“CHRISTIAN SOCIALISM” OR “SOCIAL CHRISTIANITY”? (GOGOL AND DOSTOEVSKY IN TERMS OF THE HISTORY OF RUSSIAN SOCIO-PHILOSOPHICAL THOUGHT) Cover Image

"ХРИСТИАНСКИЙ СОЦИАЛИЗМ" ИЛИ "СОЦИАЛЬНОЕ ХРИСТИАНСТВО"? (ГОГОЛЬ И ДОСТОЕВСКИЙ В ИСТОРИИ РУССКОЙ СОЦИАЛЬНО-ФИЛОСОФСКОЙ МЫСЛИ)
“CHRISTIAN SOCIALISM” OR “SOCIAL CHRISTIANITY”? (GOGOL AND DOSTOEVSKY IN TERMS OF THE HISTORY OF RUSSIAN SOCIO-PHILOSOPHICAL THOUGHT)

Author(s): Sergej Kibalnik
Subject(s): Literary Texts, Fiction, Studies of Literature, Russian Literature
Published by: Петрозаводский государственный университет
Keywords: N. V. Gogol; F. M. Dostoevsky; Social Christianity; Christian Socialism; F. R. de Lamennais; utopian; Western European philosophy; brotherhood;

Summary/Abstract: The article refers to the phenomenon of Western European, primarily French, and Russian socio-philosophical thought that got a traditional name of “Social Christianity” but in the Soviet times was entitled “Christian Socialism”. Dostoevsky’s “Russian socialism”, as the author himself denominates it in “A Writer’s Diary”, is for a long time and justly related to French “Social Christianity” and to its most famous representative F. R. de Lamennais (Hugues-Félicité Robert de Lamennais). At the same time “Russian Socialism” and all the entirety of Dostoevsky’s socio-philosophical views of 1860s — 1880s extremely remind Gogol’s ideas of his later period. Certain parallels between the two Russian classics are revealed in the article, and it is pointed out that while Dostoevsky’s views are usually treated with sympathy the same ideas in Gogol’s later works are often sharply criticized. The similarity between two writers, apart from certain influence of Gogol on Dostoevsky, is due to their orientation to the same currents in Western European socio-philosophical thought, and first of all to the “Social Christianity”. Both writers shared the key principle of this movement: aspiration to the transformation of social relations on true Christian basis, according to the Christian ideal of brotherhood between people regardless their class position. It was Gogol, along with Chaadaev, Dostoevsky and Tolstoy, who more than any other Russian writer or thinker was inspired by Lamennais’s “Paroles d’un Croyant” (1834) and other writings of the latter. Taking this into account a well-known correspondence between Belinsky and Gogol could be qualified as a dispute between an adherent of socio-political utopia and a disciple of “Social Christianity”.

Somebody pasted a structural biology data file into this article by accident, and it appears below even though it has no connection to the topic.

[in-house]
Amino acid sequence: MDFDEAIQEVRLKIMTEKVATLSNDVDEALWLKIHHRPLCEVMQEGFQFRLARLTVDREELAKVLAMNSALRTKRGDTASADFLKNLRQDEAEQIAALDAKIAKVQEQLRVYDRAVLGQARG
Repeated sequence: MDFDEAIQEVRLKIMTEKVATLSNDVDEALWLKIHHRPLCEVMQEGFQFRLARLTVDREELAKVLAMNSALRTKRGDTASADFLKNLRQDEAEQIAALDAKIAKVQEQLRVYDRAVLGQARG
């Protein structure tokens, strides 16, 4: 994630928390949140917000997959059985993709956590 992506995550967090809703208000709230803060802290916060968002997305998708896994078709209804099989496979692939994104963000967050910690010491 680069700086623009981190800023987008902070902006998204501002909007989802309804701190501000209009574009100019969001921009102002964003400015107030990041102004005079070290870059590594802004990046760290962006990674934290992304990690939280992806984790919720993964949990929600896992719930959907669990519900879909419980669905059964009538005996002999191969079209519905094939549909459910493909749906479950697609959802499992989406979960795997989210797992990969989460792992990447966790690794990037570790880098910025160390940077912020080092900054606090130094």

• Issue Year: 2017/2017
  • Issue No: 3
  • Page Range: 70-93
  • Page Count: 23
  • Language: English, Russian